Next we shall introduce the meromorphic function ϕ 1 ( P , x , t r ) , which is closely related to ψ ( P , x , x 0 , t r , t 0 , r ) , by
ϕ 1 ( P , x , t r ) = x ψ 1 ( P , x , x 0 , t r , t 0 , r ) ψ 1 ( P , x , x 0 , t r , t 0 , r ) , P K m 1 , x C ,
(3.6)
which implies from (3.1) that
ϕ 1 ( P , x , t r ) = ε ( m ) F m ( λ , x , t r ) y 2 V 23 ( n ) ( λ , x , t r ) y C m ( λ , x , t r ) + D m ( λ , x , t r ) = y 2 V 13 ( n ) ( λ , x , t r ) y A m ( λ , x , t r ) + B m ( λ , x , t r ) ε ( m ) E m 1 ( λ , x , t r ) = y V 23 ( n ) ( λ , x , t r ) + C m ( λ , x , t r ) y V 13 ( n ) ( λ , x , t r ) + A m ( λ , x , t r ) ,
(3.7)
where P = ( λ , y ) K m 1 , ( x , t r ) C 2 ,
A m = V 12 ( n ) V 23 ( n ) V 13 ( n ) V 22 ( n ) , B m = V 13 ( n ) ( V 11 ( n ) V 33 ( n ) V 13 ( n ) V 31 ( n ) ) + V 12 ( n ) ( V 11 ( n ) V 23 ( n ) V 13 ( n ) V 21 ( n ) ) , C m = V 13 ( n ) V 21 ( n ) V 11 ( n ) V 23 ( n ) , D m = V 23 ( n ) ( V 22 ( n ) V 33 ( n ) V 23 ( n ) V 32 ( n ) ) + V 21 ( n ) ( V 13 ( n ) V 22 ( n ) V 12 ( n ) V 23 ( n ) ) ,
(3.8)
E m 1 = ε ( m ) [ V 13 ( n ) ( V 13 ( n ) V 32 ( n ) V 12 ( n ) V 33 ( n ) ) + V 12 ( n ) ( V 13 ( n ) V 22 ( n ) V 12 ( n ) V 23 ( n ) ) ] , F m = ε ( m ) [ V 23 ( n ) ( V 23 ( n ) V 31 ( n ) V 21 ( n ) V 33 ( n ) ) + V 21 ( n ) ( V 11 ( n ) V 23 ( n ) V 13 ( n ) V 21 ( n ) ) ] ,
(3.9)
and
ε ( m ) = { 1 if  m = 3 n + 2 , 1 if  m = 3 n + 1 ,
which is introduced to ensure that E m 1 , F m are both monic polynomials. It is easy to see that there exist various interrelationships between polynomials A m , B m , C m , D m , E m 1 , F m and S m , T m , some of which are summarized as follows:
ε ( m ) V 13 ( n ) F m = V 23 ( n ) D m S m ( V 23 ( n ) ) 2 C m 2 , ε ( m ) A m F m = T m ( V 23 ( n ) ) 2 + C m D m , ε ( m ) V 23 ( n ) E m 1 = S m ( V 13 ( n ) ) 2 V 13 ( n ) B m + A m 2 , ε ( m ) C m E m 1 = T m ( V 13 ( n ) ) 2 + A m B m ,
(3.10)
V 23 ( n ) B m + V 13 ( n ) D m V 13 ( n ) V 23 ( n ) S m + A m C m = 0 , V 13 ( n ) V 23 ( n ) T m + V 23 ( n ) A m S m + V 13 ( n ) C m S m B m C m A m D m = 0 , V 23 ( n ) A m T m + V 13 ( n ) C m T m E m 1 F m B m D m = 0 ,
(3.11)
ε ( m ) E m 1 , x = 2 S m V 13 ( n ) 3 B m , V 23 ( n ) F m , x = 3 V 22 ( n ) F m + ε ( m ) ( V 21 ( n ) u V 23 ( n ) ) ( 2 V 23 ( n ) S m 3 D m ) .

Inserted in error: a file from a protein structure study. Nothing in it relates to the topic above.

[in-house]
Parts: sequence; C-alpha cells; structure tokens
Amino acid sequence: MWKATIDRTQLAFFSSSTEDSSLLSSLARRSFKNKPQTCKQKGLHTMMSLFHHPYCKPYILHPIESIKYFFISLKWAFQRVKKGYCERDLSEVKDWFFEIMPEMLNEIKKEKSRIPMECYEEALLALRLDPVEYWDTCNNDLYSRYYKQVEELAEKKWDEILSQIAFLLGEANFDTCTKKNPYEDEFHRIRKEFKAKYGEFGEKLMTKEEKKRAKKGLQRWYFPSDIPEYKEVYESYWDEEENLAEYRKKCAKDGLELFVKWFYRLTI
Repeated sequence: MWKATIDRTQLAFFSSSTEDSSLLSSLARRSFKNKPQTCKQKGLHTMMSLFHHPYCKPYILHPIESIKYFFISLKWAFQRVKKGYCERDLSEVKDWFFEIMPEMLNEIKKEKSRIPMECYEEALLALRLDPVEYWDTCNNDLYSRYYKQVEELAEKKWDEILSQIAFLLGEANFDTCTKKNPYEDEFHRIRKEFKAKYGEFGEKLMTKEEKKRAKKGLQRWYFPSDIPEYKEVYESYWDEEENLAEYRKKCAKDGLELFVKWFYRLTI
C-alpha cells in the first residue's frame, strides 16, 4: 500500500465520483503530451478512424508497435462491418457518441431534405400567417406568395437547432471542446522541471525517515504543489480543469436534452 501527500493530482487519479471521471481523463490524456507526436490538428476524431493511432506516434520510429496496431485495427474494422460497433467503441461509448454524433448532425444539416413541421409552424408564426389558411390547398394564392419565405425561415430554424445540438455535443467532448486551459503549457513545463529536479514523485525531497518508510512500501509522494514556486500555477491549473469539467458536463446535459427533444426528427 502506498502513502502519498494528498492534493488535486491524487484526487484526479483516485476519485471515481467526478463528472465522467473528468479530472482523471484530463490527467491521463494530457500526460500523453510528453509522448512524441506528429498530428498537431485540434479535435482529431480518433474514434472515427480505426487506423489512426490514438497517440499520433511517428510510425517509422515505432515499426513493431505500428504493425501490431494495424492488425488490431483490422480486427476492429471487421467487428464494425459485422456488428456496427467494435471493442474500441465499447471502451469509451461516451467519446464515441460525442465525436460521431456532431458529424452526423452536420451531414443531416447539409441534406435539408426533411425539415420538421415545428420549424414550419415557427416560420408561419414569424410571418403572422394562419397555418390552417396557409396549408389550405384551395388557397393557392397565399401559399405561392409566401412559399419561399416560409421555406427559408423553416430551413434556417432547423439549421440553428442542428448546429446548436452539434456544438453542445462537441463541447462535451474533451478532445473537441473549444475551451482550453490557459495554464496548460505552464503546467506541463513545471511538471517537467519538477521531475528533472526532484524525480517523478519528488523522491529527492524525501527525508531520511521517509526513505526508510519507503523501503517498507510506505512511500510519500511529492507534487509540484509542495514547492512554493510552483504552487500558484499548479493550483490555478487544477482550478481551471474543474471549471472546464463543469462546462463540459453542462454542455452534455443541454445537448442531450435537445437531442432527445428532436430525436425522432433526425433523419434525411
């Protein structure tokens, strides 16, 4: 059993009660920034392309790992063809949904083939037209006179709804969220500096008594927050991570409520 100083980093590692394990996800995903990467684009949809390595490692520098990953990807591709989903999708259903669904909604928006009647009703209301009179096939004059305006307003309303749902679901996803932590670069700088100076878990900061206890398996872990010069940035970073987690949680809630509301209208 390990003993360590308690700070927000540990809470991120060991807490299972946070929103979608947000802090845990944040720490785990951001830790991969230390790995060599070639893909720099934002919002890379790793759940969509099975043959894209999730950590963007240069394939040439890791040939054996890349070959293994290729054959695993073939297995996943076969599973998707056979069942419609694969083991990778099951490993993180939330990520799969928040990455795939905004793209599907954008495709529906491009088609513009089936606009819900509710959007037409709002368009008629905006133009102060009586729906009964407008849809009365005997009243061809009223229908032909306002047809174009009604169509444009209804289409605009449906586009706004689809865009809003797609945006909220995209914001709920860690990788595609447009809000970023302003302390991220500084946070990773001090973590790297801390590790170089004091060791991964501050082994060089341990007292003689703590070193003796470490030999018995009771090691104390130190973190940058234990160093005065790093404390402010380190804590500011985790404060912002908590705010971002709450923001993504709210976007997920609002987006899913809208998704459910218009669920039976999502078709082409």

(3.12)
For displaying the properties of ϕ 1 ( P , x , t r ) exactly, we introduce the holomorphic map , changing sheets, as
: { K m 1 K m 1 , P = ( λ , y i ( λ ) ) P = ( λ , y i + 1 ( mod 3 ) ( λ ) ) , i = 0 , 1 , 2 , P : = ( P ) , etc.,
where y i ( λ ) , i = 0 , 1 , 2 , denote the three branches of y ( P ) satisfying F m ( λ , y ) = 0 . Then it is easy to show the properties of ϕ 1 ( P , x , t r ) immediately:
ϕ 1 , x x ( P , x , t r ) + 3 ϕ 1 ( P , x , t r ) ϕ 1 , x ( P , x , t r ) + ϕ 1 3 ( P , x , t r ) 2 u ( x , t r ) ϕ 1 ( P , x , t r ) = u x ( x , t r ) + v ( x , t r ) + λ ,
(3.13)
ϕ 1 , t r ( P , x , t r ) = x [ V ˜ 11 ( r ) ( λ , x , t r ) + V ˜ 12 ( r ) ( λ , x , t r ) ϕ 1 ( P , x , t r ) ϕ 1 , t r ( P , x , t r ) = + V ˜ 13 ( r ) ( λ , x , t r ) ( ϕ 1 , x ( P , x , t r ) + ϕ 1 2 ( P , x , t r ) u ( x , t r ) ) ] ,
(3.14)
ϕ 1 ( P , x , t r ) ϕ 1 ( P , x , t r ) ϕ 1 ( P , x , t r ) = F m ( λ , x , t r ) E m 1 ( λ , x , t r ) ,
(3.15)
ϕ 1 ( P , x , t r ) + ϕ 1 ( P , x , t r ) + ϕ 1 ( P , x , t r ) = E m 1 , x ( λ , x , t r ) E m 1 ( λ , x , t r ) ,
(3.16)
y ( P ) ϕ 1 ( P , x , t r ) + y ( P ) ϕ 1 ( P , x , t r ) + y ( P ) ϕ 1 ( P , x , t r ) = 3 T m ( λ ) V 32 ( n ) ( λ , x , t r ) + 2 S m ( λ ) A m ( λ , x , t r ) ε ( m ) E m 1 ( λ , x , t r ) ,
(3.17)
1 ϕ 1 ( P , x , t r ) + 1 ϕ 1 ( P , x , t r ) + 1 ϕ 1 ( P , x , t r ) = 3 V 22 ( n ) ( λ , x , t r ) V 21 ( n ) ( λ , x , t r ) u ( x , t r ) V 23 ( n ) ( λ , x , t r ) V 23 ( n ) ( λ , x , t r ) V 21 ( n ) ( λ , x , t r ) u ( x , t r ) V 23 ( n ) ( λ , x , t r ) F m , x ( λ , x , t r ) F m ( λ , x , t r ) .
(3.18)

After tedious calculations, we have the following lemma.

Lemma 3.1 Assume (3.1), (3.2), and let ( λ , x , x 0 , t r , t 0 , r ) C 5 . Then
E m 1 , t r ( λ , x , t r ) = E m 1 , x ( V ˜ 12 ( r ) V ˜ 13 ( r ) V 13 ( n ) V 12 ( n ) ) + 3 E m 1 ( V ˜ 11 ( r ) V ˜ 13 ( r ) V 13 ( n ) V 11 ( n ) ) , F m , t r ( λ , x , t r ) = F m , x ( V ˜ 23 ( r ) V ˜ 21 ( r ) u V ˜ 23 ( r ) V 21 ( n ) u V 23 ( n ) V 23 ( n ) ) F m , t r ( λ , x , t r ) = + 3 F m ( V ˜ 22 ( r ) V ˜ 21 ( r ) u V ˜ 23 ( r ) V 21 ( n ) u V 23 ( n ) V 22 ( n ) ) .
(3.19)

Moreover, by institute of (3.2), (3.6), (3.16), and (3.19), we arrive at the properties of ψ 1 ( P , x , x 0 , t r , t 0 , r ) immediately.

Lemma 3.2 Assume (3.1), (3.6), P = ( λ , y ( P ) ) K m 1 { P } , and let ( λ , x , x 0 , t r , t 0 , r ) C 5 . Then
ψ 1 , t r ( P , x , x 0 , t r , t 0 , r ) ψ 1 ( P , x , x 0 , t r , t 0 , r ) = V ˜ 13 ( r ) ( λ , x , t r ) [ ϕ 1 , x ( P , x , t r ) + ϕ 1 2 ( P , x , t r ) u ( x , t r ) ] ψ 1 , t r ( P , x , x 0 , t r , t 0 , r ) ψ 1 ( P , x , x 0 , t r , t 0 , r ) = + V ˜ 12 ( r ) ( λ , x , t r ) ϕ 1 ( P , x , t r ) + V ˜ 11 ( r ) ( λ , x , t r ) ,
(3.20)
ψ 1 ( P , x , x 0 , t r , t 0 , r ) ψ 1 ( P , x , x 0 , t r , t 0 , r ) ψ 1 ( P , x , x 0 , t r , t 0 , r ) = E m 1 ( λ , x , t r ) E m 1 ( λ , x 0 , t 0 , r ) ,
(3.21)